Determining recovery success in Anthelia sp. after exposure to varying levels of thermal stress
coral bleaching, coral recovery, climate change, coral fluorescence, dinoflagellate
Coral bleaching is a phenomenon caused by anthropogenically increased ocean temperatures, and may lead to the eventual death of massive reef systems. Bleaching is the result of corals expelling dinoflagellate endosymbionts in order to compensate for thermal stress. However, the loss of symbionts leads to a subsequent reduction in fluorescence intensity emitted by the coral. Substantial research has been done on coral bleaching due to environmental stressors, but little knowledge has been acquired about coral recovery after thermal stress. The present study aimed to determine how Anthelia species recover after being exposed to varying levels of temperature stress. Corals were exposed to varying levels of heat stress and subsequently brought back down in temperature to promote recovery. Using fluorescence microscopy, a relatively new method of quantifying coral health, and health-colour indices, recovery ability after thermal stress was determined. Analyses concluded that corals were able to successfully recover after thermal stress of 31°C, and exhibit a thermal compensation point around 30°C. However, beyond 31°C, recovery was not achievable. The findings of this study are beneficial to the larger coral research field because they indicate that corals do possess recovery ability up until reaching a fatal thermal maximum.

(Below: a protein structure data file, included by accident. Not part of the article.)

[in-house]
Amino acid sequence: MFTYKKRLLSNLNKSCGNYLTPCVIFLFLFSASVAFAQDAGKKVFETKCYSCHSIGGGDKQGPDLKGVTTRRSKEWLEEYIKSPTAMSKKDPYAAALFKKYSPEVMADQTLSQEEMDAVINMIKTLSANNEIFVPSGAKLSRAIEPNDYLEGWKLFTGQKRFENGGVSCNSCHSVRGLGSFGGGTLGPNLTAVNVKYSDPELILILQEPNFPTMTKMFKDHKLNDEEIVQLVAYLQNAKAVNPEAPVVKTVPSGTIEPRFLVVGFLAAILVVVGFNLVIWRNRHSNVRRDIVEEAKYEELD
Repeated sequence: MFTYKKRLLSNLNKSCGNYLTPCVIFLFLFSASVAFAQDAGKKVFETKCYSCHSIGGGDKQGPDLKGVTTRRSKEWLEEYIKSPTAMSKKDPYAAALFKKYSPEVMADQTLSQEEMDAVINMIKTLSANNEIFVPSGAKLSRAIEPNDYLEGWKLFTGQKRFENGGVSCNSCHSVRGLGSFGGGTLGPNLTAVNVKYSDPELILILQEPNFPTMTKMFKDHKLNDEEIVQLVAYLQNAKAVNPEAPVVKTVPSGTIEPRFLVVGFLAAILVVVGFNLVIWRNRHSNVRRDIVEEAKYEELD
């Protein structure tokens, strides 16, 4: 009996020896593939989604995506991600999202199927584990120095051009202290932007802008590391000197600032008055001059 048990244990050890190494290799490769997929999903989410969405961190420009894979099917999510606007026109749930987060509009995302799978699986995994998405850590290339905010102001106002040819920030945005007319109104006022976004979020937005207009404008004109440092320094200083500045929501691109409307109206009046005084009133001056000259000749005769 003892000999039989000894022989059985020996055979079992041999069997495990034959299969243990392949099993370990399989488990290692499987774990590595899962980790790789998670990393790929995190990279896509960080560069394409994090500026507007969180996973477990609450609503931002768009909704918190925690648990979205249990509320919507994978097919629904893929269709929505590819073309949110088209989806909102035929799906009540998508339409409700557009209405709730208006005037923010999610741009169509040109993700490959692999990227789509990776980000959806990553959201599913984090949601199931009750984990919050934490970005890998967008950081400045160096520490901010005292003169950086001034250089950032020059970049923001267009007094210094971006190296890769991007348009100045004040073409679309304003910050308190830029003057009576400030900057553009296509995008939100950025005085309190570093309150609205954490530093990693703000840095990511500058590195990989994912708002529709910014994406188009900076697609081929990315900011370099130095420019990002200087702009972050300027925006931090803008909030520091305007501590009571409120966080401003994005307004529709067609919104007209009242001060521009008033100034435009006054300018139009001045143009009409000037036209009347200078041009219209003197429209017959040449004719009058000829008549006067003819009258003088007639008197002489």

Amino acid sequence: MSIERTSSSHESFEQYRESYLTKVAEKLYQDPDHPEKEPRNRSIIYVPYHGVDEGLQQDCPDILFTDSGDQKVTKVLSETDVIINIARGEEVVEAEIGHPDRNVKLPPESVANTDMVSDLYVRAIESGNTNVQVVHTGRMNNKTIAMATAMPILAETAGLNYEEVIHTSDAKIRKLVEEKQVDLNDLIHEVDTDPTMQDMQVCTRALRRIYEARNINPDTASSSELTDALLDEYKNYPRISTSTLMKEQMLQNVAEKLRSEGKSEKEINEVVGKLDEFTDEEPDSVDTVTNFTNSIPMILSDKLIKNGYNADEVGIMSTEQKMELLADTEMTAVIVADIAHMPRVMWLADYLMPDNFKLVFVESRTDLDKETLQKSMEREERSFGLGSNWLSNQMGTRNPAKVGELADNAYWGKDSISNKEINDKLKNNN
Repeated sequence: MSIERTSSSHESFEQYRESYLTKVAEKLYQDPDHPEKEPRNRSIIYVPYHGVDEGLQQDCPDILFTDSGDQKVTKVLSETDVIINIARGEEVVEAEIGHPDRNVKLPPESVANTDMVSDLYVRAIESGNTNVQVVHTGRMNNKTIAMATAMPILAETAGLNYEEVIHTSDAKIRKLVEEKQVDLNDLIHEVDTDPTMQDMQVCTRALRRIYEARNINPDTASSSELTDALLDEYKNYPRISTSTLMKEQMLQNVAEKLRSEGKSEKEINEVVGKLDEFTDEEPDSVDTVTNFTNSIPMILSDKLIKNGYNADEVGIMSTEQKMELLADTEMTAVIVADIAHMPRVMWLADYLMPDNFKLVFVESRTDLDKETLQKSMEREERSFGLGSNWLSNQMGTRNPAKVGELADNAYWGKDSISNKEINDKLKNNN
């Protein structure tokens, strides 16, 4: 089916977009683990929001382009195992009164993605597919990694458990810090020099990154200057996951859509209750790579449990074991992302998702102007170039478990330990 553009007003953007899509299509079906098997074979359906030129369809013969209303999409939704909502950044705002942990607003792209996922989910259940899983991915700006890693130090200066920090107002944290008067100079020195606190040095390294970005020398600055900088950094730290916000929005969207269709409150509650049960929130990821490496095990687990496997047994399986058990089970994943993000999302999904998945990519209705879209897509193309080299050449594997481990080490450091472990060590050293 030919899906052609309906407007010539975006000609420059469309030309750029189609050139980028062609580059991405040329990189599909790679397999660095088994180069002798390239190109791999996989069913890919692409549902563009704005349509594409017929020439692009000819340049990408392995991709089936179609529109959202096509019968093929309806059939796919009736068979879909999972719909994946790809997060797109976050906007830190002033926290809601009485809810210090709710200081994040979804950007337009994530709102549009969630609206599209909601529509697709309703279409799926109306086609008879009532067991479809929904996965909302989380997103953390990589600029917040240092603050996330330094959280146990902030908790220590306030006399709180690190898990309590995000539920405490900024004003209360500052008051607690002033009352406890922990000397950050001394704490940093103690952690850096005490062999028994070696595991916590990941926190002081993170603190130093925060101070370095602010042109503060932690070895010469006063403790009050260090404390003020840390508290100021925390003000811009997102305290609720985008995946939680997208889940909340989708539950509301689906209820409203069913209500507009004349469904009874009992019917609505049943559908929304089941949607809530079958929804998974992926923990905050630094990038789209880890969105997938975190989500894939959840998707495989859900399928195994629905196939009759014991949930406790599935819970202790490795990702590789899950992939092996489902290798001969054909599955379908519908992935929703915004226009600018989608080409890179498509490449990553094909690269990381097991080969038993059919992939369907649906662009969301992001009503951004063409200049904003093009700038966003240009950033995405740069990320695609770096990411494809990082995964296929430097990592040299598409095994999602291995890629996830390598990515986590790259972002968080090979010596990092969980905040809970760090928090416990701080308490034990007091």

Presented in absentia on April 27, 2020 at "Student Research Day" at MacEwan University in Edmonton, Alberta. (Conference cancelled)
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